Studio Upgrade: Ware Rack

WareRack

Ware Rack

I'm upgrading studio furniture and will be documenting the process. Everything will be purpose-built for my studio operations and space limitations of my space. If you have your own pottery studio or plan on pursuing a ceramic studio in the future, these plans may be helpful.

Ware Rack

The first build is a ware rack. I have been operating my studio with permanent wood shelving for the past few years and wanted the flexibility of re-positionable shelves to better accommodate work of varying heights. The parameters of the project were: 

  • No taller than 6 feet. I want useable storage space on top and anything too tall becomes a bother to access. 
  • Shelves are 24" x 24". Having square shelving allows them to be rotated every 90°. I am color-labeling the edges so that I can indicate the firing cone of each shelf and the work on it. For example, shelves with a green edge facing out are to be fired cone 04 bisque. I glaze fire to a few different cones and I can more easily keep track of how the work is building up per cone and when to load each firing.
  • Use a minimal amount of tools. The tools I used: circular saw, miter saw, table saw, power drill, orbital sander. 

Planning

The ware rack was drafted using SketchUp. While it is a simple design, using SketchUp allowed me to easily determine the material list. I have a SketchUp design of my studio space and can move furniture around to see how it will all fit and get a perspective on the efficiency of the layout.

Material List

  • 2x4x6ft (6 total)
  • 2x4x8ft (2 total)
  • 4x8x3/4" ACX plywood (1 sheet, depending on how many shelves you want to cut)
  • #9 2.75" torx head construction screws (1 box)
  • #6 1.625" torx head construction screws (1 box)

Cut List

Four of the 2x4x6ft boards will be the uprights and don't need to be cut. The two 2x4x8ft boards will make the top and bottom boxes. Cut each 8ft board into two 2ft lengths and two 1'9" lengths. When these are assembled there will be a 24"x24" inside square dimension. Cut the remaining 6ft boards into 2ft lengths and then rip those sections into 3/4" widths. These strips will form the shelf slides. Cut the 4x8 sheet of plywood into 24"x24" squares.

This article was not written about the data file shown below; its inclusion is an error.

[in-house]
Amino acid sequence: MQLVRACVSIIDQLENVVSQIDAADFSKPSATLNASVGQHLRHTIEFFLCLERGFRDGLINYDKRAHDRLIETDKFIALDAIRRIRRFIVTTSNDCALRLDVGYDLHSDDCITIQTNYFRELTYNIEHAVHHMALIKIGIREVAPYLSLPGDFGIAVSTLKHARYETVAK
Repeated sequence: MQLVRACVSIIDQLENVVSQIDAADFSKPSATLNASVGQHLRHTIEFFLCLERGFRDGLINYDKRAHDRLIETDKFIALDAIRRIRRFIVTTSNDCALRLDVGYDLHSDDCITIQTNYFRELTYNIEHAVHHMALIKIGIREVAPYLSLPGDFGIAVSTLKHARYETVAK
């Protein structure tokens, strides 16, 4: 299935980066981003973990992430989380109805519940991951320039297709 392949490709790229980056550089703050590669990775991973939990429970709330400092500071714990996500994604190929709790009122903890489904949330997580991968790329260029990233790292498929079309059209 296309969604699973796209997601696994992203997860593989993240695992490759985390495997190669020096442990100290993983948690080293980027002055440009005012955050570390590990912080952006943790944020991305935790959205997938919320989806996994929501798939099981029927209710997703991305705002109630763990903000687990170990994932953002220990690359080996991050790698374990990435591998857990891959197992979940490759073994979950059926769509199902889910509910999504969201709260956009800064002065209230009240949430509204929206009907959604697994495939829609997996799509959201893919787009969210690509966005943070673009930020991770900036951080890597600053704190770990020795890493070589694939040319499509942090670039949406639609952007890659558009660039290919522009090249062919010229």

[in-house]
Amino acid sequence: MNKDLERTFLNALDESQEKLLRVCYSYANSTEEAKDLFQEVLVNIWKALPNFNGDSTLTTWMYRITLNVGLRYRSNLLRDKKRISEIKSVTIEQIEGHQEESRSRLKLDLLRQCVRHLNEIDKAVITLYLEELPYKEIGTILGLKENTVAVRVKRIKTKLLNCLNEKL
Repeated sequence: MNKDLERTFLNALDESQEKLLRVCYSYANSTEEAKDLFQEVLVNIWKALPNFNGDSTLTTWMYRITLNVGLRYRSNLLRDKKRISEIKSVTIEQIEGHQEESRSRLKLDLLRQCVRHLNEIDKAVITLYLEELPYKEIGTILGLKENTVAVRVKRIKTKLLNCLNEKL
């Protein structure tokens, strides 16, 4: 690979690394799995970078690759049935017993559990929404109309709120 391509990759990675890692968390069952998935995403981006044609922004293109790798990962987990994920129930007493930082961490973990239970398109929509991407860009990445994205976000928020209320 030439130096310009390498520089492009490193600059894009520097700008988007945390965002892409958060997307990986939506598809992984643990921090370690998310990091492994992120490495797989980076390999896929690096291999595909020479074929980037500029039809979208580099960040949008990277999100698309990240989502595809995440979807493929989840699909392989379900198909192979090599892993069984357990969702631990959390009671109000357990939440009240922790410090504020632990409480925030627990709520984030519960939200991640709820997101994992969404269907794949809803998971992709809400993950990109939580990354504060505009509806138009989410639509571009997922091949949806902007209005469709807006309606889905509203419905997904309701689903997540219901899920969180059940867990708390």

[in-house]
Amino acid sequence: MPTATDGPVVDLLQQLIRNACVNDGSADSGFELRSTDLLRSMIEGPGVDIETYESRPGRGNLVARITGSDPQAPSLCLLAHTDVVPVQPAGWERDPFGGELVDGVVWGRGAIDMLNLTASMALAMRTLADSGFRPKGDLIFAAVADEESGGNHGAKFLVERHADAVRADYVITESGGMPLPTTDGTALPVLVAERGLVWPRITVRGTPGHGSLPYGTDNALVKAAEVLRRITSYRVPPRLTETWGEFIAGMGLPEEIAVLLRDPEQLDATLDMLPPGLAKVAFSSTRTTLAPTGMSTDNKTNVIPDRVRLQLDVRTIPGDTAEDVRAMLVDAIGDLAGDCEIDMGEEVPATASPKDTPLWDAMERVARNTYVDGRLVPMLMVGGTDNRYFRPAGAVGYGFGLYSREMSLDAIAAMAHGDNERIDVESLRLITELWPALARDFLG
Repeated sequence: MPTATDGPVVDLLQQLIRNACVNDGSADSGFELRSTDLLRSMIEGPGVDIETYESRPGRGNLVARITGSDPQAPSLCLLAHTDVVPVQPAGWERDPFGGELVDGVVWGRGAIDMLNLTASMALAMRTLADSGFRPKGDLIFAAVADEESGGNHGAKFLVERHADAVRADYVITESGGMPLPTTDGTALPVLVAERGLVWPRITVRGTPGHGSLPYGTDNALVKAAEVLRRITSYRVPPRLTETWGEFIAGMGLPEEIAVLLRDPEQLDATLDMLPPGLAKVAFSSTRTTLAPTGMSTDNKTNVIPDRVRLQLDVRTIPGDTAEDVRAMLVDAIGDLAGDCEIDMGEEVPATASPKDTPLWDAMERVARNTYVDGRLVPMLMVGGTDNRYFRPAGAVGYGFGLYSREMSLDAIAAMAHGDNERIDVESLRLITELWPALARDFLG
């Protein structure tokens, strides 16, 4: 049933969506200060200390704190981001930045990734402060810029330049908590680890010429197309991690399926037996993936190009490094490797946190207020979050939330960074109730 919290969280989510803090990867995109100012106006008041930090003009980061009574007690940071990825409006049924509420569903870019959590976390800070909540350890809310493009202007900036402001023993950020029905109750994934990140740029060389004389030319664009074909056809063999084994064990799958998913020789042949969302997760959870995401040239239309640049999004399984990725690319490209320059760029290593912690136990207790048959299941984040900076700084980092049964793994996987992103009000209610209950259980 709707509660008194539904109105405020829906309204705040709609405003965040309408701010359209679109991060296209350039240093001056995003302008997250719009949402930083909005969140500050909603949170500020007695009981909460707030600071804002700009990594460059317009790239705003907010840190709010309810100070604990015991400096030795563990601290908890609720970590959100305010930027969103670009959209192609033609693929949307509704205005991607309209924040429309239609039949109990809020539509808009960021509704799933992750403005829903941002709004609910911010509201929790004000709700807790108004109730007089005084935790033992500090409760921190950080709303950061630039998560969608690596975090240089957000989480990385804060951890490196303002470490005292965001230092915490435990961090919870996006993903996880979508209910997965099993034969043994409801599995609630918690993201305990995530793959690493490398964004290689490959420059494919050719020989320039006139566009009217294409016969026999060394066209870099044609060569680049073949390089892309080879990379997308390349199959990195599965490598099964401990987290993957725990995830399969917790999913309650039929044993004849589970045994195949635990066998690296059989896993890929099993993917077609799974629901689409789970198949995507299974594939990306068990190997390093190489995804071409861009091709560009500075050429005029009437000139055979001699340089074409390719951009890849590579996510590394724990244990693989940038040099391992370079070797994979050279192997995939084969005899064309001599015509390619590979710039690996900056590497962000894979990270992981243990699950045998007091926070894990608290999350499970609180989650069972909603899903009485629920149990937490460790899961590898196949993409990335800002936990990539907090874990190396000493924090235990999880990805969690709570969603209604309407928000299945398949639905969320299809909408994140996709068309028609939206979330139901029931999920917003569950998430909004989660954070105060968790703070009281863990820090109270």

Ripping 2x4s into shelf slides

Ripping 2x4s into shelf slides

Cutting shelves with a circular saw

Cutting shelves with a circular saw

Assembly

Screw the top and bottom boxes together. It can help to have a right triangle and clamps so you can true up the butt joint before screwing. When the boxes are constructed, place them on the ground, on edge. Set two of the uprights on them. The uprights need to be perpendicular to the boxes. This can be checked by laying everything in place and measuring corner-to-corner. When the lengths of both diagonals are equal, the legs should be square with the boxes. Failing to do this could result in a parallelogram shelf that wants to fall over with stood up. Clamp and screw the uprights to the boxes.

When the frame is assembled, stand the ware rack on its feet. Measure and mark the location of each shelf slide. I measured only one side of each slide. When I screwed the slide strip to the leg, I used a torpedo level to make sure the shelves would be level. Screw each side of each slide to the legs. I used one screw per side, but two could be used it you're going to be putting substantial weight on your shelves.

I finished each shelf by sanding the top surface and edges. Using three different colored spray paints, I colored the edges differently. These will allow the shelves to be rotated and indicate what cone the clay on that shelf will be fired to.

The 'boxes' are assembled using a right triangle and clamps, making sure the boards are 90° to each other

The 'boxes' are assembled using a right triangle and clamps, making sure the boards are 90° to each other

Suggestions

If you want to move these racks you could easily add casters to the bottom legs. I don't plan on moving mine since my kiln is ten feet away. The racks could be sanded and finished if that is important to you. I don't mind raw construction lumber in my studio; it is rugged, inexpensive, and easily repurposed for other projects if I find I no longer need that piece of furniture.

The rack stood upright before attaching the shelf slides

The rack stood upright before attaching the shelf slides

Attaching the slides, checking for level before putting in both screws

Attaching the slides, checking for level before putting in both screws

Assembled rack

Assembled rack

Painting the edges

Painting the edges

The finished rack. The shelves can be positioned to fit the height of the work. The edge colors indicate what cone of the work on that shelf.

The finished rack. The shelves can be positioned to fit the height of the work. The edge colors indicate what cone of the work on that shelf.

Wrapping Up

If you're interested in the SketchUp file, you can download it here, or view it here.